is a powerful and widely used method to study the reaction
kinetics of radical polymerization. However, its ability in
direct study of intermediate stages and elementary reactions
of controlled polymer synthesis is limited due to the problems
of spectral assignment of unknown paramagnetic centers
of a complicated structure in a complex environment.
In this connection, quantum chemical modelling, using
density functional theory (DFT) calculations, combined with
experimental measurements of reaction kinetics can provide
a more detailed and deeper understanding of the reaction
intermediates formed directly during polymer synthesis.
EXPERIMENTAL
Calculation details
All the calculations were carried out using the Gaussian
98 program package16 (Revision A.3) using DFT applying
Becke’s 1988 non-local exchange functional17 in conjunction
with Perdew’s correlation functional,18 commonly known as
BP86. The 6-31G(d) basis set was used for the geometry
optimization of all the structures. In some cases, when the
preliminary search of the stationary point was necessary,
the preliminary optimization was carried out using the
compound basis consisting of the 6-31G basis set for the
carbon atoms, the 3-21G basis set for the hydrogen atoms,
and the 6-31G(d) basis set for the chlorine atoms; the
Hay–Wadt VDZ effective core potentials (ECPs) and the
corresponding VDZ basis sets19 were used for the titanium
atom in this model. Full geometry optimizations for all
the models and molecular structures were performed. The
synchronous transit quasi-Newton optimization (QST2 and
QST3 procedures) implemented in Gaussian 98, together
with the regular Berny algorithm, were used for the
location of the transition states. All the transition structures
were characterized by frequency calculations. The rigid
rotor–harmonic oscillator (RRHO) approximation was used
for the calculation of thermodynamic parameters without
scaling the calculated vibration frequencies. The radical
systems were studied using the unrestricted open-shell
formalism.
Materials, Nanoscience and Catalysis
on an AE-4700 radiospectrometer according to a technique
described by Dodonov et al.23
RESULTS AND DISCUSSION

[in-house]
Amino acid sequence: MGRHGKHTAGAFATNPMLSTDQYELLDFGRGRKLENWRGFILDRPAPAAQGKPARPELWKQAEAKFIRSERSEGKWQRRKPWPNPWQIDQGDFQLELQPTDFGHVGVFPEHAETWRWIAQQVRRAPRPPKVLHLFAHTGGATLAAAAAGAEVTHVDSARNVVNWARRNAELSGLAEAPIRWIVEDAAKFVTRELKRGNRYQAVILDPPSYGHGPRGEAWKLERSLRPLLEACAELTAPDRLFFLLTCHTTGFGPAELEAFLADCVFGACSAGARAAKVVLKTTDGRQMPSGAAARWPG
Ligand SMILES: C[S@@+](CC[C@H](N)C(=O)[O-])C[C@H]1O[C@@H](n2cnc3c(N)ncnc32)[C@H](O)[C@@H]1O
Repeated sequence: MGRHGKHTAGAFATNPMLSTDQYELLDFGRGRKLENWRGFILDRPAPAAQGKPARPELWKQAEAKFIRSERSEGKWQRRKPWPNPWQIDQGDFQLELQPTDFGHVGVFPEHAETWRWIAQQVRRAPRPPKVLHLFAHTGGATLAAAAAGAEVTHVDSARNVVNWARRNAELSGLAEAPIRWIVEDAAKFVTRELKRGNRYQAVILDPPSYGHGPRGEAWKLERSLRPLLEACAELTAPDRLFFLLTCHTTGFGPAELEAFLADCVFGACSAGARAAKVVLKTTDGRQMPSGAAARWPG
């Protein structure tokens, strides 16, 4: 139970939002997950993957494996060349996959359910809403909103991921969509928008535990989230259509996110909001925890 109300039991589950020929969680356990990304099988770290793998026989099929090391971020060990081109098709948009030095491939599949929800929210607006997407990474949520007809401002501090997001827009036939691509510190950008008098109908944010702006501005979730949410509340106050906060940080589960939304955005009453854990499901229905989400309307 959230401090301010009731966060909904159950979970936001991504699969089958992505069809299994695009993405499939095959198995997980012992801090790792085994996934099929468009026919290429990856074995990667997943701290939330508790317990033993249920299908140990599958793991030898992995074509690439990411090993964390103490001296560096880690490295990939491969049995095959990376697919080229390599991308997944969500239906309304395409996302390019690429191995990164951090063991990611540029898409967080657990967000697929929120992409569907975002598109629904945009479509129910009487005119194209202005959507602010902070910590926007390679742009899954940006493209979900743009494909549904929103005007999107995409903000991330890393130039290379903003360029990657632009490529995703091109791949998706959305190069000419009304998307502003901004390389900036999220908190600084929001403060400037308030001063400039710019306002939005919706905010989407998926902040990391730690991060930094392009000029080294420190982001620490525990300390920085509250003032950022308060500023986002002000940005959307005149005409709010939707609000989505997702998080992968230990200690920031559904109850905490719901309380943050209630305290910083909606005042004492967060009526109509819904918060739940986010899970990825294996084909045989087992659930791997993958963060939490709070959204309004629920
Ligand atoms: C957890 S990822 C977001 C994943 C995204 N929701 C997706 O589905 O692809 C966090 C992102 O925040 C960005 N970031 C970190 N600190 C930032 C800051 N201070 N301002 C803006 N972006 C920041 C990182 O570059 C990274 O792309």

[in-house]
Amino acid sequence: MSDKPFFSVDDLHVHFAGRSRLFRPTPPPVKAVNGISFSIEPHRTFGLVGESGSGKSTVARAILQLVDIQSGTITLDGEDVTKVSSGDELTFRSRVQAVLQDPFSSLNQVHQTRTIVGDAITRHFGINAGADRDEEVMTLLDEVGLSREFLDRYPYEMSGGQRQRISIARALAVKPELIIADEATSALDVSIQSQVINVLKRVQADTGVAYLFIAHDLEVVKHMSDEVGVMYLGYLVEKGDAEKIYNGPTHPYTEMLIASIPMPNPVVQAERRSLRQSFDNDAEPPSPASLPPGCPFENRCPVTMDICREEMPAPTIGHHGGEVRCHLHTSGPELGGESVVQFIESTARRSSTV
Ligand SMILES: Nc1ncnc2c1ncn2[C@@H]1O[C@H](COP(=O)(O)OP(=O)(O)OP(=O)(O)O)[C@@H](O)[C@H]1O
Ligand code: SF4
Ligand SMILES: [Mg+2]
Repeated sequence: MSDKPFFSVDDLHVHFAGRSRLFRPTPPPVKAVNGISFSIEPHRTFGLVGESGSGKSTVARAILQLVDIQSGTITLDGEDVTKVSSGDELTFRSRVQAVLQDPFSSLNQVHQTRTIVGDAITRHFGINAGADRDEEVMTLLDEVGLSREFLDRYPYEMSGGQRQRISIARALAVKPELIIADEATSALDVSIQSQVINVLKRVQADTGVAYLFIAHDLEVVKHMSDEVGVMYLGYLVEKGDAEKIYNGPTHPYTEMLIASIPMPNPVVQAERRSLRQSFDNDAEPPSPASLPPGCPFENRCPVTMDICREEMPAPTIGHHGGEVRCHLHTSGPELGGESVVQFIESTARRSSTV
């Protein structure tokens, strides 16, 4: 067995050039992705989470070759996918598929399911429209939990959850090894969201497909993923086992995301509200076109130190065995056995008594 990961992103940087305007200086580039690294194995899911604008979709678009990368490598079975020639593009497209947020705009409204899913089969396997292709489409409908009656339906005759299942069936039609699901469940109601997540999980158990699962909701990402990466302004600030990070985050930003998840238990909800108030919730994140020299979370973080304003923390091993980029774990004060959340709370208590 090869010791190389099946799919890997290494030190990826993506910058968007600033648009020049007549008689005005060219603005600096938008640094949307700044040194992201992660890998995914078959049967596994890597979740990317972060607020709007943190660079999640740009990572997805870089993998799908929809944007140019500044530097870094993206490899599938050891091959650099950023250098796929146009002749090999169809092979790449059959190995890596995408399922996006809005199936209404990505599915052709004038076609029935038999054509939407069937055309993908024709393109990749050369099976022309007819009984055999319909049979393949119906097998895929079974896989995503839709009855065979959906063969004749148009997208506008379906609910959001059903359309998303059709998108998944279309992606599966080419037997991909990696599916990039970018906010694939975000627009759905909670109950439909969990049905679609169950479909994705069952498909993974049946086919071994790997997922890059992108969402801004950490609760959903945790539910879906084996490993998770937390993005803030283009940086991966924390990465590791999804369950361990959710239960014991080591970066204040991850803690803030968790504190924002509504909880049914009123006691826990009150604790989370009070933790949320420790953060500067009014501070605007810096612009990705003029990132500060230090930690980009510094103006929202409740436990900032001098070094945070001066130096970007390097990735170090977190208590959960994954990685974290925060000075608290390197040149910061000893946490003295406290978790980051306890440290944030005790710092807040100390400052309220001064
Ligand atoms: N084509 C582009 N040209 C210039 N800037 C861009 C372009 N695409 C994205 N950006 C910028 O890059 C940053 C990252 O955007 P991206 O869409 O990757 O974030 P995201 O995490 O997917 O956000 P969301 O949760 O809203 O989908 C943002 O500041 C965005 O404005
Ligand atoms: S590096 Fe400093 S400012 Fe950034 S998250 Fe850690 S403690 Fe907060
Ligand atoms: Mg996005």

As was pointed out in the Introduction, organometallic
compounds, including the cyclopentadienyl complexes of
titanium, are capable of influencing vinylic monomer radical
polymerization. Thus, the application of organometallic
compounds enables one to control the growth of a polymeric
chain through the stable free-radical polymerization (SFRP)
or atom transfer radical polymerization (ATRP) mechanisms.
In addition to the central atom, its ligands also determine the
actual mechanism occurring during the polymers synthesis.
In order to estimate the probability of the different reaction
channels between Cp2 TiCl2 and the growing macroradical,
quantum chemical calculations were performed. Interaction
ž
of a growing macroradical (∼Pn ) with organometallic
compounds can proceed in the following basic ways:
ž
1. Interaction of a growing macroradical (∼Pn ) and Cp2 TiCl2
with formation of new Ti–C bond without destruction of
the ligand sphere of the initial complex:
•
Pn + Cp2TiCl2
Pn
•
(1)
TiCp2Cl2
and further polymerization proceeds by the SFRP
mechanism with participation of the metal-centered
radical.
2. Chlorine or cyclopentadienyl ring abstraction from the
ž
Cp2 TiCl2 molecule by growing radical (∼Pn ) with
formation of titanium(III) compounds:
•
Pn + Cp2TiCl2
•
Pn + Cp2TiCl2
•
(2)
Cl + Cp2TiCl
Pn
•
Pm
H
+ CpTiCl2
(3)
and with the subsequent course of polymerization through
the ATRP mechanism with participation of titanium(III)
compounds and a carbon–halogen bond in an adduct
(∼Pn –Cl) formed by the reaction in Eqn (2).
3. Chlorine or cyclopentadienyl ring substitution in the
ž
Cp2 TiCl2 molecule with growing radical (∼Pn ):
ESR investigations
Commercial Cp2 TiCl2 (Aldrich) was used in this work. The
monomers (styrene and methyl methacrylate), initiator20
azoisobutyronitrile (AIBN) and tetrahydrofuran21 as the
solvent were additionally purified by standard methods.22
Calculated amounts of organometallics and the initiator were
dissolved in a monomer or in a mixture (monomer + solvent,
in 1 : 1 ratio), placed in glass tubes and decontaminated up to
a residual pressure of 1.6 Pa by triple ‘freezing–defrosting’ in
liquid nitrogen. Registration of ESR spectra was carried out
Copyright  2004 John Wiley & Sons, Ltd.
•
Pn + Cp2TiCl2
•
Pn + Cp2TiCl2
Ti
Pn
Cl
+ Cl
•
(4)
•
Pn Ti Cl + C5H5
Cl
(5)
Further chain growth is as a result of repeated incorporation of the monomer molecules into the labile bond